With the glass out of the moulds it was time to lay down the paint and it’s here that a race look bike can really be won or lost. Thankfully like all their builds this is an area where Russell Motorcycles excels and if Triumph had fielded a factory team in the period this could well have been their colours. The lime green is the original colour of the Speed Triple and was the hue that grabbed all the attention when the model was released, so cleverly this has been retained. Broken up with bold blocks of black and white the colours are separated with razor-sharp lines in all three colours for a more intricate take on basic pinstriped race graphics. “The words it has in the fuel tank “lo que ves es lo que hay” is a tattoo Alberto has on his leg that means “what you see is what you get” and the number seven is also another tattoo that he has in memory of Raul the soccer player of Real Madrid.”
But what really gets the rider going, why Ed bought the bike in the first place and gave Triumph such a financial boost is that high-compression, fuel injected, big bore triple engine. The very first ride had MCN fawning “There’s nothing on earth quite like the fruity and fast second generation Triumph triple. As you might hope, this layout is a happy compromise between the easy, flexible torque of a twin and the free revving power of a four.” With the factory muffler destroyed in the crash it was the perfect excuse for Ed to fit up a GP style rear can that gives the Triumph the throat it deserves to let the world hear that triple scream. To add a little more racing feel to Alberto’s experience the traditional handlebars have also been changed over to clip-ons to give a more sporty riding position. With the stock instrument cluster hiding behind the new Perspex screen all the information the rider needs is available and a set of adjustable levers with lime green clickers is a neat touch.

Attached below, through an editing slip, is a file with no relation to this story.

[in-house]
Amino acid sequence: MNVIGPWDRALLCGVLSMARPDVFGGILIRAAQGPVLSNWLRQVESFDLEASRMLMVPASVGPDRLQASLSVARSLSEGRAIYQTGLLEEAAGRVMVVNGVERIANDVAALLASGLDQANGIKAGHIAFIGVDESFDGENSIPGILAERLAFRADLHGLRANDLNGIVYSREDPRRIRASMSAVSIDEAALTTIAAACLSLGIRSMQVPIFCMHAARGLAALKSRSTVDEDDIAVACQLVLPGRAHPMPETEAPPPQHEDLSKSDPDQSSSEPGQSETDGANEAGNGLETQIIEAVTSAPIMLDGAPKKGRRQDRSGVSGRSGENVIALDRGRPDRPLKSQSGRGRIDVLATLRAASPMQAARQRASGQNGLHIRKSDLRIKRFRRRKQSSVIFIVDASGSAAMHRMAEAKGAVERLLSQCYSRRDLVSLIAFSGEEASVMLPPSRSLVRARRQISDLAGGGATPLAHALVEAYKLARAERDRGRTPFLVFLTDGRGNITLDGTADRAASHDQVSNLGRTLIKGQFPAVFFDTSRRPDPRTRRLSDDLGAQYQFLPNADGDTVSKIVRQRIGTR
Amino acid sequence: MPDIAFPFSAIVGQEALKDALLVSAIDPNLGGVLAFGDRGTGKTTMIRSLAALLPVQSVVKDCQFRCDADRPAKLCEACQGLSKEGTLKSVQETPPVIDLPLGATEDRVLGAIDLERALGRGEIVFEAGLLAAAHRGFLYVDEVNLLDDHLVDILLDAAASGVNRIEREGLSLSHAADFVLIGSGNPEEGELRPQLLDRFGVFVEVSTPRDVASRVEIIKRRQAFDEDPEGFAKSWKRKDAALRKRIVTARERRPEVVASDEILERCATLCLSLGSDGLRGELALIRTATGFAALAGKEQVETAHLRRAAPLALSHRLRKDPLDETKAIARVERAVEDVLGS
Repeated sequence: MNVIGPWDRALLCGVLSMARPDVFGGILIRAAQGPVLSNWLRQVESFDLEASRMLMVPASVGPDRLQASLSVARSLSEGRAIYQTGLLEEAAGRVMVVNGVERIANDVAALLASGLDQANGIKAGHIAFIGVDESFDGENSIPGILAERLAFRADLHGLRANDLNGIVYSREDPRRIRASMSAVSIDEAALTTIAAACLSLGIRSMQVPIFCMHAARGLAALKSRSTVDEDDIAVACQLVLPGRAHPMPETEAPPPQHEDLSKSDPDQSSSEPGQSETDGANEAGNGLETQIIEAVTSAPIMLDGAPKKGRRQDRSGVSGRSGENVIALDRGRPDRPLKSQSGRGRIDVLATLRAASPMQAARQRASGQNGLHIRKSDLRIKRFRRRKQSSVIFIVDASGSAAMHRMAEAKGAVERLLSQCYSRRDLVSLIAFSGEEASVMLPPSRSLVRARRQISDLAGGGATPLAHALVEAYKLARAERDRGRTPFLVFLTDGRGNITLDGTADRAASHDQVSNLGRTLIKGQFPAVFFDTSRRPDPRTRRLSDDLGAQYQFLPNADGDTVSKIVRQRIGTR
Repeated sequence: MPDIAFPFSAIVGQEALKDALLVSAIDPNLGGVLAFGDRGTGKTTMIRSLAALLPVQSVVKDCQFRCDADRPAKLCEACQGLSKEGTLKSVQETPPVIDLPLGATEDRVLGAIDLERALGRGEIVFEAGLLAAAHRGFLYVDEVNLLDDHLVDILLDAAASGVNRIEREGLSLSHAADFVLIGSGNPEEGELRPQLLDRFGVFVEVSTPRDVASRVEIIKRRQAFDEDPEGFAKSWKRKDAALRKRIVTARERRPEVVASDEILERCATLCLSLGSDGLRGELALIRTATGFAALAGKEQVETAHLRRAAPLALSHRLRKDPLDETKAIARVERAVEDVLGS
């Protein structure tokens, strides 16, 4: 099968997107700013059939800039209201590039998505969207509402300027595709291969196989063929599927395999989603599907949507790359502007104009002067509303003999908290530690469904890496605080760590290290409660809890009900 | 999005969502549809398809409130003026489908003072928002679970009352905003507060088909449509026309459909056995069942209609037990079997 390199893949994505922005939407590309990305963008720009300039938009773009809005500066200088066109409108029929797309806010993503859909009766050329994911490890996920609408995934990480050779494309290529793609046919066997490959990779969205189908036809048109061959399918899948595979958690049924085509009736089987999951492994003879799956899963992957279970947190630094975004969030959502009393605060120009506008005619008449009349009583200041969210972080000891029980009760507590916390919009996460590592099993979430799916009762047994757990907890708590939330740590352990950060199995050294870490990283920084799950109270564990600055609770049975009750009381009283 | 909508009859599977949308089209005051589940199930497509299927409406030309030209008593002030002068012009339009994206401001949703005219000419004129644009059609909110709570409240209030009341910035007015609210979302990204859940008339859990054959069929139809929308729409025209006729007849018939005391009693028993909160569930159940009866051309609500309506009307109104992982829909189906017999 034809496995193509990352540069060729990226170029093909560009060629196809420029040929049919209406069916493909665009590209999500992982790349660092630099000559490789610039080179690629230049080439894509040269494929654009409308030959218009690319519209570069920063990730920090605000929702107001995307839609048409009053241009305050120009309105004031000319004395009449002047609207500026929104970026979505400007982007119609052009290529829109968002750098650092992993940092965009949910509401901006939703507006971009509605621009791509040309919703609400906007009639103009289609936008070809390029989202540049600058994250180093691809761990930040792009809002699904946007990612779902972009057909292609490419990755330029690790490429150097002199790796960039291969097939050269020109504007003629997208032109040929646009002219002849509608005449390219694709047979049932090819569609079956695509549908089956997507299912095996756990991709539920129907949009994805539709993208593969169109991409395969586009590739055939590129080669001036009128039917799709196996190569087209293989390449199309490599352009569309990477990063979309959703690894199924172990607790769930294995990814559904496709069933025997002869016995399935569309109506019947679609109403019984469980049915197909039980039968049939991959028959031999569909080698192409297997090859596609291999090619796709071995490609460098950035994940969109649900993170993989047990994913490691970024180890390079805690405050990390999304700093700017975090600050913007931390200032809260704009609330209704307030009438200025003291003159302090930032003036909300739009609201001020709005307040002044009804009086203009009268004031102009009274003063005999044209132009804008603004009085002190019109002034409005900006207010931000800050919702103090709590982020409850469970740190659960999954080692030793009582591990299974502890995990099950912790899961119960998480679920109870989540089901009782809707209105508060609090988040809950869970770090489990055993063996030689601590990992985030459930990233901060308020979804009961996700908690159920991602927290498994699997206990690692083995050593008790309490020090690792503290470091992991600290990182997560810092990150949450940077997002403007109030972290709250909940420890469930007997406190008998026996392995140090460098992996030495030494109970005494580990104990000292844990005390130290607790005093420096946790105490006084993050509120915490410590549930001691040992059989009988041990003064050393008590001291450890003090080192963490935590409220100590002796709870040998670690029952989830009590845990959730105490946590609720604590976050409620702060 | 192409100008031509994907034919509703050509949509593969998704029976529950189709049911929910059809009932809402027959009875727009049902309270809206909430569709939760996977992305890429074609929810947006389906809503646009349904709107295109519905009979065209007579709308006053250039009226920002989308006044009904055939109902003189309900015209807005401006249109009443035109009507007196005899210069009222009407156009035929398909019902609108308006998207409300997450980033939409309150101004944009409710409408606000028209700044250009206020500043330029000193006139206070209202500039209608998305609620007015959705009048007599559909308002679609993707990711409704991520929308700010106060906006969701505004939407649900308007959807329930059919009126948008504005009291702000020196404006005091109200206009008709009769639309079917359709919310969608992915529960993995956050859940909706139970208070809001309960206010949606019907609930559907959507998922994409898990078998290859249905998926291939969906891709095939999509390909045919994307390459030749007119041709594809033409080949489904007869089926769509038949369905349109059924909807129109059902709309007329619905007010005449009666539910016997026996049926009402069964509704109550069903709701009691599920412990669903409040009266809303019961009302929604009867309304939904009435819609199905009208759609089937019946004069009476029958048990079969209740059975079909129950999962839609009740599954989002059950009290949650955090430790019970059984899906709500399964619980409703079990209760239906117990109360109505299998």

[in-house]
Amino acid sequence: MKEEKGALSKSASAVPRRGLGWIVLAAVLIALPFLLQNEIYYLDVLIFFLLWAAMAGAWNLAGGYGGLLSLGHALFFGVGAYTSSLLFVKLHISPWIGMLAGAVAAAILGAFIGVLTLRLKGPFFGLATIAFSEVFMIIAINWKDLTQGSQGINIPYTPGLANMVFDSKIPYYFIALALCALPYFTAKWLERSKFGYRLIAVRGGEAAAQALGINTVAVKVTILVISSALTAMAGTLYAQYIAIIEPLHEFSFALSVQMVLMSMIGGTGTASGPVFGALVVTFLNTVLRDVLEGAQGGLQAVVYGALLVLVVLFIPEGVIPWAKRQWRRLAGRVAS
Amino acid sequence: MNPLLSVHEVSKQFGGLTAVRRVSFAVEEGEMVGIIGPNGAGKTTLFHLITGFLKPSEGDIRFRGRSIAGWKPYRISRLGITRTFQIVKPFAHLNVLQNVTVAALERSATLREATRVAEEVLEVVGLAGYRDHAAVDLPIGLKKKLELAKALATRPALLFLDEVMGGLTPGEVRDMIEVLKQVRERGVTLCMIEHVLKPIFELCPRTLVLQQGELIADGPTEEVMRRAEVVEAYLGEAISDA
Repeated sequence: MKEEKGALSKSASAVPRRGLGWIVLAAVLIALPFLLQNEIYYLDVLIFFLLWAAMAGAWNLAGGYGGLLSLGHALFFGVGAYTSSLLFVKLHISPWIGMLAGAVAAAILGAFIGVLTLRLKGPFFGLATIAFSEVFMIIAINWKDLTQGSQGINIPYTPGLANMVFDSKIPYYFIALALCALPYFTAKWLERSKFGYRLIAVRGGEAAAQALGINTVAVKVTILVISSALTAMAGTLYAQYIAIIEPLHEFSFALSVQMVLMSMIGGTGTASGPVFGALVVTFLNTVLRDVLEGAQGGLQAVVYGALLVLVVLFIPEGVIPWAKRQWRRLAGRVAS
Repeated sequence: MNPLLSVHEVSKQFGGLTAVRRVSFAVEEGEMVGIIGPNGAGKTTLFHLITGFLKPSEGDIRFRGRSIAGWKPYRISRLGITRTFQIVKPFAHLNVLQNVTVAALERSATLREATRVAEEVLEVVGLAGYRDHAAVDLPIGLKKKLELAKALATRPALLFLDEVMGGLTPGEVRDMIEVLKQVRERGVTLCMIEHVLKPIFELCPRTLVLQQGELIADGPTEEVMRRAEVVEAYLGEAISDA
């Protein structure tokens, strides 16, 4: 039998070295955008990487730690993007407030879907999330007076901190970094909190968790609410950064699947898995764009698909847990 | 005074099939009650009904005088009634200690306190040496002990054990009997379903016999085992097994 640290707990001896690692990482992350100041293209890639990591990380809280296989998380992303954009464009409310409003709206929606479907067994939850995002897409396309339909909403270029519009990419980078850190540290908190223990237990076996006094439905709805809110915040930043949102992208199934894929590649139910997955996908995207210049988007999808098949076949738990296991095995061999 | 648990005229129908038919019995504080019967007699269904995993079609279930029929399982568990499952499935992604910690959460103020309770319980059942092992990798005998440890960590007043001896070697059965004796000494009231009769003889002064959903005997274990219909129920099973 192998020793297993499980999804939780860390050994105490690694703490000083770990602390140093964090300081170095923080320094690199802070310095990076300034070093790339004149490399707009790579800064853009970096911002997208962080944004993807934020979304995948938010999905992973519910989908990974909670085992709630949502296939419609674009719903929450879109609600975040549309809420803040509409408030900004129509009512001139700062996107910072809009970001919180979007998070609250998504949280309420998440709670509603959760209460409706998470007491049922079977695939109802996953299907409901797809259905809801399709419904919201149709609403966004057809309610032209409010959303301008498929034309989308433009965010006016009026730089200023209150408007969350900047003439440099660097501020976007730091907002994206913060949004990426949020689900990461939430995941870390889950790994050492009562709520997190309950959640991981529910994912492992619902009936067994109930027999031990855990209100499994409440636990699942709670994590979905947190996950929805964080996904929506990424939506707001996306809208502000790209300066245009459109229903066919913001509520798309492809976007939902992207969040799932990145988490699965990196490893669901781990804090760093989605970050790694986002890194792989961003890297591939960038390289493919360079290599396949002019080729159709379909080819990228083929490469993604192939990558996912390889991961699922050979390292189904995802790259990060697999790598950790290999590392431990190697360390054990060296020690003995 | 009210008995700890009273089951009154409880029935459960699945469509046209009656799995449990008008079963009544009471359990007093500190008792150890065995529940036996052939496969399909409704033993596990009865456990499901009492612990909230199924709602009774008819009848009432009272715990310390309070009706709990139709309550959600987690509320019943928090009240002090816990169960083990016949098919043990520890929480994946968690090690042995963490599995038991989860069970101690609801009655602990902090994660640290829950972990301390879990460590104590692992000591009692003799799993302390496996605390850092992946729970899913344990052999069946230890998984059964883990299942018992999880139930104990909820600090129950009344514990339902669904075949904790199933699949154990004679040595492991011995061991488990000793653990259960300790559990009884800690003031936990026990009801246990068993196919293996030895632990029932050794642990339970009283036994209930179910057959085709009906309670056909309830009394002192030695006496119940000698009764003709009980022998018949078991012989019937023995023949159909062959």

To keep things road legal for his mate so that he can join them on every cruise Ed made sure to fit up minimalist turn signals front and rear, with a dual tail light setup a racers touch in the bid for street legality. For the Russell Motorcycles team the reaction of the customer is everything. “You see that the bike is really personal and we are very proud that he is clear he is not going to sell it” with Alberto more than happy to confirm that fact “There may be others, but this one will never go…” Now all that’s left to do is contemplate whether Russell Motorcycles have shown the potential of the early Speed Triples to be a future classic, to me it’s a definite yes and I’ve already opened the classifieds in hope of that unicorn like low KM, one lady owner example that must be out there!